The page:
UVA Dean’s Defamation Case Against Rolling Stone Will Go to Trial
A United States District Court has denied Rolling Stone‘s petition to dismiss a defamation lawsuit stemming from story, “A Rape on Campus,” penned by Sabrina Rubin Erdely.
Judge Glen E. Conrad of the US District Court of the Western District of Virginia, ruled against Rolling Stone and Erdely’s Motion for Summary Judgment, noting that there is certainly a question of fact as to whether the magazine — and the author — knew or should have known that “Jackie,” who claimed to have been gang-raped by a UVA fraternity, was lying about her sexual assault.
UVA Associate Dean Nicole Erasmo brought the lawsuit, claiming that she, among others, had been unfairly maligned when Erdely reported that Erasmo failed to follow up on Jackie’s claims and turned a blind eye to what Erdely considered an epidemic of sexual assault on UVA’s campus.
The opinion, which is 26 pages long, examines Rolling Stone‘s and Erdely’s claims in detail, acknowledging that Erdely relied extensively on Jackie’s account of how UVA handled her sexual assault claim, and that Eramo suffered as a result.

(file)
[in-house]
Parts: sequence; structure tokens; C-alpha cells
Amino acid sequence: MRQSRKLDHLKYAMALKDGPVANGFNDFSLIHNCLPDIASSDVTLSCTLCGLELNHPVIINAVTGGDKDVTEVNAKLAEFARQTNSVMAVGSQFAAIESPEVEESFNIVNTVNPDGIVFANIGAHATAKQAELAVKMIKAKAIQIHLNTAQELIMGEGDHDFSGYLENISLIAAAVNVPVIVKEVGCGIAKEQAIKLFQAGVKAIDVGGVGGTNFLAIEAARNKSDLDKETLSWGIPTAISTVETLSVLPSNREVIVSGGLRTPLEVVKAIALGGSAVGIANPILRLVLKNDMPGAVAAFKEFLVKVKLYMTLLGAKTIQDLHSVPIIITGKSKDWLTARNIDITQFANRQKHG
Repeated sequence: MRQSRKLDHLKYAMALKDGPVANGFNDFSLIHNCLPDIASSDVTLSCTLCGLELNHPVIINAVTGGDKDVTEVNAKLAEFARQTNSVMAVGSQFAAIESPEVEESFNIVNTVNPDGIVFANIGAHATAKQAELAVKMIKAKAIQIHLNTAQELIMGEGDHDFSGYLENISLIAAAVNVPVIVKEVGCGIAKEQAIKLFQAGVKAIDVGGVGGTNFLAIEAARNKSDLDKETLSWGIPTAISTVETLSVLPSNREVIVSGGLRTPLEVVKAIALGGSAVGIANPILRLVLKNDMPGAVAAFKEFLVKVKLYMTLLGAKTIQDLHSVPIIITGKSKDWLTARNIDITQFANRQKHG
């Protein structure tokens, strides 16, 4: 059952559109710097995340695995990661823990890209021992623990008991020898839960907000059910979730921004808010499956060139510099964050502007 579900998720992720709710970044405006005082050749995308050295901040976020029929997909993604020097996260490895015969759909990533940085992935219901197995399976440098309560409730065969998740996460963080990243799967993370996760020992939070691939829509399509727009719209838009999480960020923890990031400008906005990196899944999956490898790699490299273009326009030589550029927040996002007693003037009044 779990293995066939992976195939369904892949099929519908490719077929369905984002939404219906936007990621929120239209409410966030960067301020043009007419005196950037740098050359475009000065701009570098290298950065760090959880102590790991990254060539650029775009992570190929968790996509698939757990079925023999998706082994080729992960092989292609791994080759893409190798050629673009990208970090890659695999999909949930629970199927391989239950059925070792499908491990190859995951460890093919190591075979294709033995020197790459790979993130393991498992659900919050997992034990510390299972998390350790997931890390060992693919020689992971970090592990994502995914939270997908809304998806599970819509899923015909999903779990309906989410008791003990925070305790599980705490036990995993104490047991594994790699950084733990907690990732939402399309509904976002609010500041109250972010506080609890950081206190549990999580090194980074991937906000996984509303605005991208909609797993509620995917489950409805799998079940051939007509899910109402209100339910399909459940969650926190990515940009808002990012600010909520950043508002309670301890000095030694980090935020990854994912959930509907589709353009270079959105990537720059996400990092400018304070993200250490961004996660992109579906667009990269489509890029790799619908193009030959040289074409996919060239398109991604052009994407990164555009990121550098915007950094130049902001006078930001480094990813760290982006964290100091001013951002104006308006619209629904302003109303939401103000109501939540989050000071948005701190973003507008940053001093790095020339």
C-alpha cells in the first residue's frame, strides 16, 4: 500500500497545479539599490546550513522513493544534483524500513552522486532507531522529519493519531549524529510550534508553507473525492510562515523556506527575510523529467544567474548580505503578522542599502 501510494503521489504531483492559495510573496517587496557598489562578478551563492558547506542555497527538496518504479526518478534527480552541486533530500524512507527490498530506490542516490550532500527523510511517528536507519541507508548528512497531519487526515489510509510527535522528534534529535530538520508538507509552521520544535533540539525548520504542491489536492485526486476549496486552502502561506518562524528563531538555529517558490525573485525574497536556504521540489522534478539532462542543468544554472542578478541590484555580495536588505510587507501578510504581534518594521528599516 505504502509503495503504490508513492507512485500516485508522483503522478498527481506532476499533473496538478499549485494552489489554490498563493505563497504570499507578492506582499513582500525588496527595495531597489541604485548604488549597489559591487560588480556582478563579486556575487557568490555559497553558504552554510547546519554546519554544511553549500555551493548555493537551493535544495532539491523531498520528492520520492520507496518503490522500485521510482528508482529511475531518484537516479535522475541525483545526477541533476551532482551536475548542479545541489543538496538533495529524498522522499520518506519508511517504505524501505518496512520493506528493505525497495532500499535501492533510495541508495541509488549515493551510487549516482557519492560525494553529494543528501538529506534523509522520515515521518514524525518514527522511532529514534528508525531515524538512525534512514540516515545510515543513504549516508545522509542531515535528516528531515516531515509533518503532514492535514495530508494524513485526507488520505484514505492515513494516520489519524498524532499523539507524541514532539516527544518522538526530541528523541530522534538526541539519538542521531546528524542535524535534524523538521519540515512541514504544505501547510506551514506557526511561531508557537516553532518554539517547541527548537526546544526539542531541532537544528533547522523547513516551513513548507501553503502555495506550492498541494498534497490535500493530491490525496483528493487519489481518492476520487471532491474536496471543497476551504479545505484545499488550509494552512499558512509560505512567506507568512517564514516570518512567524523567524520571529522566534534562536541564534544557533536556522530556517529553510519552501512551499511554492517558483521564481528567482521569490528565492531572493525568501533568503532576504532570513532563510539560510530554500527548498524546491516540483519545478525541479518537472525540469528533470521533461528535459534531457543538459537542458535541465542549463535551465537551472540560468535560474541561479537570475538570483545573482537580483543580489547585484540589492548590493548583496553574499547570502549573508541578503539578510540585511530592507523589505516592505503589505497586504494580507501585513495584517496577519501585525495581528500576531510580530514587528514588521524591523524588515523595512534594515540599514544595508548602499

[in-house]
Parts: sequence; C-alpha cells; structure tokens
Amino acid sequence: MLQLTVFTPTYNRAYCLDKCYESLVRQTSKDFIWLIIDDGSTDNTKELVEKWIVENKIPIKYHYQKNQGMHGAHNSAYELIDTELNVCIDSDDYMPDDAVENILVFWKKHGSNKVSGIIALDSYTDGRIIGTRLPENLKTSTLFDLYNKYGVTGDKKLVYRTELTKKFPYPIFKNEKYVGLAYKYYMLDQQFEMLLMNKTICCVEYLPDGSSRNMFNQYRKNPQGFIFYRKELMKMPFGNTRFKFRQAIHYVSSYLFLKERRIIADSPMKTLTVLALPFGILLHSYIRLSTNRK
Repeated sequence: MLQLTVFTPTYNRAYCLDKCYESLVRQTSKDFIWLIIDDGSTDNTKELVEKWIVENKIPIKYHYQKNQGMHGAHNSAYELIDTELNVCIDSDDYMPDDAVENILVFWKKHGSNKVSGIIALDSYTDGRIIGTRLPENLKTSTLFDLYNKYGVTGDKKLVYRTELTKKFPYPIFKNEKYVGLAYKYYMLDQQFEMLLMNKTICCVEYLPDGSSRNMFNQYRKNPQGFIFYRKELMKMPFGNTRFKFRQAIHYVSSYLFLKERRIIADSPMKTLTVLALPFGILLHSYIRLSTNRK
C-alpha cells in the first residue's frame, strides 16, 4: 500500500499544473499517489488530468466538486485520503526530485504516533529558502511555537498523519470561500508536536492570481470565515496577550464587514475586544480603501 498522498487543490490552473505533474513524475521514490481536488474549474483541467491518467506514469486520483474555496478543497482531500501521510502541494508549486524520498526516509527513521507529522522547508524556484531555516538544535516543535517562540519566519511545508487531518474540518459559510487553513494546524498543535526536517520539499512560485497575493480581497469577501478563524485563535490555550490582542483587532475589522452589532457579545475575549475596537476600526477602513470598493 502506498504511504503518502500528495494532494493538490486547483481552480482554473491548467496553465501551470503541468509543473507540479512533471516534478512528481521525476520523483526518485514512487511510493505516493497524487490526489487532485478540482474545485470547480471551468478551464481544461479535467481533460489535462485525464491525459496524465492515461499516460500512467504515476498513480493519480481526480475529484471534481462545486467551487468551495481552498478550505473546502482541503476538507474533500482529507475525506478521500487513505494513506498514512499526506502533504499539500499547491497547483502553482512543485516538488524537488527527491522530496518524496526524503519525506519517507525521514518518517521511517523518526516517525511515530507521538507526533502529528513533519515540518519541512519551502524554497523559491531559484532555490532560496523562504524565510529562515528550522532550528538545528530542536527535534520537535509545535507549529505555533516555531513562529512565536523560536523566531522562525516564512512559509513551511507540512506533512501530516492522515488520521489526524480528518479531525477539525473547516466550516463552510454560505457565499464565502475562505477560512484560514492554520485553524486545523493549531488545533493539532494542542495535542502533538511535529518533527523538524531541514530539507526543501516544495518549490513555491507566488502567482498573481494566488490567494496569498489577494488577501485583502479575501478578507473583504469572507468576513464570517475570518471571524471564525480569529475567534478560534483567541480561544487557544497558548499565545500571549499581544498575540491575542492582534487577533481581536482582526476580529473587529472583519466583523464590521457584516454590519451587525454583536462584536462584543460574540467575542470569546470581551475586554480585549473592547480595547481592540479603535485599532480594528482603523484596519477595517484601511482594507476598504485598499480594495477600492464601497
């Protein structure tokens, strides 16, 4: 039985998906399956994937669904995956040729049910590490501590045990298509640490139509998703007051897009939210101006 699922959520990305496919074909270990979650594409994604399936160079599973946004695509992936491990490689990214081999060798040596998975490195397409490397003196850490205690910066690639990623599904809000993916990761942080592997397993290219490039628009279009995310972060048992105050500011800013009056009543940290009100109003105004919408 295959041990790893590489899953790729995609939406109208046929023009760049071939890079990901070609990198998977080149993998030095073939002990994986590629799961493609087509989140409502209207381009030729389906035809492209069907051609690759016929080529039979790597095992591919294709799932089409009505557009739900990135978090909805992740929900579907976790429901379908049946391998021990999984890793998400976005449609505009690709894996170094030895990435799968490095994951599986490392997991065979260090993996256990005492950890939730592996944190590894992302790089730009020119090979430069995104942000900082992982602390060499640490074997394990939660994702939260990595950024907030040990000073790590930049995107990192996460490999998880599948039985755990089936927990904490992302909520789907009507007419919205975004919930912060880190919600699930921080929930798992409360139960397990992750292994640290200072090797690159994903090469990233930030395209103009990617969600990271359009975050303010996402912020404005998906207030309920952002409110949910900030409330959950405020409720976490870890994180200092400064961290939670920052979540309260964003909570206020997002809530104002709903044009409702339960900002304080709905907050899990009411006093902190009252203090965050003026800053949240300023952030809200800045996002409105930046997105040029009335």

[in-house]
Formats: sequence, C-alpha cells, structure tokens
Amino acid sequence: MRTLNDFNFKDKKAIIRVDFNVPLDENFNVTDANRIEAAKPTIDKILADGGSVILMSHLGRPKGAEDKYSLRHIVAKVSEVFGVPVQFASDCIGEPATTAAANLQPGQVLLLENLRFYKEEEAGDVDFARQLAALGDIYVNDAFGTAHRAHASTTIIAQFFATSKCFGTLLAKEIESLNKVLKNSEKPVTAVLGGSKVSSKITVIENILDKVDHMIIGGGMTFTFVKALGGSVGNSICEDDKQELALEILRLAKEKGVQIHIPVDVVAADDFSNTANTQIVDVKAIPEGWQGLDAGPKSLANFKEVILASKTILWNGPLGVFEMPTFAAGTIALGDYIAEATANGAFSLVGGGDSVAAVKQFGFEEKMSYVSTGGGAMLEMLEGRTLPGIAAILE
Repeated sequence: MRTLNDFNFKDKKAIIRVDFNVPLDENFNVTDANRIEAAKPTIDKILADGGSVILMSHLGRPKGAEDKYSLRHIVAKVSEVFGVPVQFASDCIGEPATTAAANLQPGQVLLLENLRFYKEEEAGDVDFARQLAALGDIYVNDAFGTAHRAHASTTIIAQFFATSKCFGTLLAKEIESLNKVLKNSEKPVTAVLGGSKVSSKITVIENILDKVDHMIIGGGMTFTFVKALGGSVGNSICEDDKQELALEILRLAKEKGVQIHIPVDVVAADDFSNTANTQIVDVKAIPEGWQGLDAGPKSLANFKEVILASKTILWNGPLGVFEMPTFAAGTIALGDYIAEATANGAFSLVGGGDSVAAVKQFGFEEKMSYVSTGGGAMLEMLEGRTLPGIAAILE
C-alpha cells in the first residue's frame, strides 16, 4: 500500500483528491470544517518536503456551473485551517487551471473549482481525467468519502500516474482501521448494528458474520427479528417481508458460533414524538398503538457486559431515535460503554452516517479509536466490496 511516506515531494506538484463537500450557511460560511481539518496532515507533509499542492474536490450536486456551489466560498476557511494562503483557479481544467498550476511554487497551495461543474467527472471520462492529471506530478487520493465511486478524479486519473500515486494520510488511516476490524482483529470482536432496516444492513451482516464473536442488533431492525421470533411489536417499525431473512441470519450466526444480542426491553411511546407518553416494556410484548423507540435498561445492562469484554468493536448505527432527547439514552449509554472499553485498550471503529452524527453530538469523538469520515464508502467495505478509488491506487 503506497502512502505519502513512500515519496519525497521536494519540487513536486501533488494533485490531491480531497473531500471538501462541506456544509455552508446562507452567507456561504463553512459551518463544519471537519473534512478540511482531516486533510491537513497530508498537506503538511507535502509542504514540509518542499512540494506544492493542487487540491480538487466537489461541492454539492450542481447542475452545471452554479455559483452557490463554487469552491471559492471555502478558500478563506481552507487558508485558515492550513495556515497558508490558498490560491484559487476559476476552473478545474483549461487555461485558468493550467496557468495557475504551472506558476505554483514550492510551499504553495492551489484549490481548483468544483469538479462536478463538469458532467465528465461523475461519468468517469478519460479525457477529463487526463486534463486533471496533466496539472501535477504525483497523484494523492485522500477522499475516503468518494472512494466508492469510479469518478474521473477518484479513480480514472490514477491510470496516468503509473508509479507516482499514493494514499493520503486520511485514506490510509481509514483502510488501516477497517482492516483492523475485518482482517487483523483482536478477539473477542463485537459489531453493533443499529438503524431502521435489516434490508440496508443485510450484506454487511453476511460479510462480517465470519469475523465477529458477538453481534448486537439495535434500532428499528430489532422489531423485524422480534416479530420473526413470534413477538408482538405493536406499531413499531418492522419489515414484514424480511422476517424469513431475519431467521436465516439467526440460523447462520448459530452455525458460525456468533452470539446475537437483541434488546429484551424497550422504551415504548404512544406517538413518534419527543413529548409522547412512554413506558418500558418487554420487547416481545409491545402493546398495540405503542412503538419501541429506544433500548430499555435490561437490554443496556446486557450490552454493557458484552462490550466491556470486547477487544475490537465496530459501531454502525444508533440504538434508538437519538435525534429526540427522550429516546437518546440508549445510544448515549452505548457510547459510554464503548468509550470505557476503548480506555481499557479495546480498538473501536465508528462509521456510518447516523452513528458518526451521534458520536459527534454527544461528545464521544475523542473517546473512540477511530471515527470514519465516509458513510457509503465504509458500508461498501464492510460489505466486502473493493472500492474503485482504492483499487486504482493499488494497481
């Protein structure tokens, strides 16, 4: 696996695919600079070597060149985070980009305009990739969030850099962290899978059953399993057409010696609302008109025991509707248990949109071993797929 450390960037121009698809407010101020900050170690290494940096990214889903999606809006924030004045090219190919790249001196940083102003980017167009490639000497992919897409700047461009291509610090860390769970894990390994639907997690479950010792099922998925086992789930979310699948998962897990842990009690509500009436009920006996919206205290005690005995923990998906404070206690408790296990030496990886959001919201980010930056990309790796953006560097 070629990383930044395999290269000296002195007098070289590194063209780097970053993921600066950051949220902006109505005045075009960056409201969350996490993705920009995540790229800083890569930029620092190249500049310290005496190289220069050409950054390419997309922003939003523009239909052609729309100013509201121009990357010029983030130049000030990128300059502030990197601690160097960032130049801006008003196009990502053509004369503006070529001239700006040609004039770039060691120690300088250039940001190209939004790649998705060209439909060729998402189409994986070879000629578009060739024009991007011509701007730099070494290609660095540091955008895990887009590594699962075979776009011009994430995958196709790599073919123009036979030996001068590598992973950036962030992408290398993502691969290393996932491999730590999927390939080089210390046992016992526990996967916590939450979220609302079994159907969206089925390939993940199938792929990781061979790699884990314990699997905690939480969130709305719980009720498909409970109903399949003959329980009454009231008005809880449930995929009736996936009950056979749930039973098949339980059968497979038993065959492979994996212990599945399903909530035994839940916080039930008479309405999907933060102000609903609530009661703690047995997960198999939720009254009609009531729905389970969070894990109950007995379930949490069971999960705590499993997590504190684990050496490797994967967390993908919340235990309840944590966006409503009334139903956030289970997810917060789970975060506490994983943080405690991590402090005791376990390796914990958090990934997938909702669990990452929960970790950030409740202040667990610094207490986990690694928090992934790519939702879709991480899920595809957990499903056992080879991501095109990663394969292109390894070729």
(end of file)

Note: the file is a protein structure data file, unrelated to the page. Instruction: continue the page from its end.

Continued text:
While Rolling Stone did publish a retraction, blaming Jackie for “misleading” Erdely into maligning Eramo, Judge Conrad noted that there was enough evidence that a court could, in the light most favorable to Eramo, find that Erdely should have known Jackie’s story was inconsistent, and possibly incredible.
Since these questions of fact do exist, Judge Conrad said that he could not simply dismiss Eramo’s claims of defamation, actual malice, and republication out of hand.
He did, however, dismiss one of Eramo’s claims against Rolling Stone and Erdely, finding that Eramo, at least, was a “limited purpose public figure” (rather than a private citizen) at the time Rolling Stone published their article.
The court found that she was a public figure largely because she was vocal in her position, assessing students’ claims of sexual harassment and sexual violence. Subsequently, she had some access to media, allowing her to potentially mitigate damages she might have suffered at Rolling Stone‘s and Erdely’s hands.
The court will now set a date for trial, and it’s likely Erdely (and others) may have to testify.
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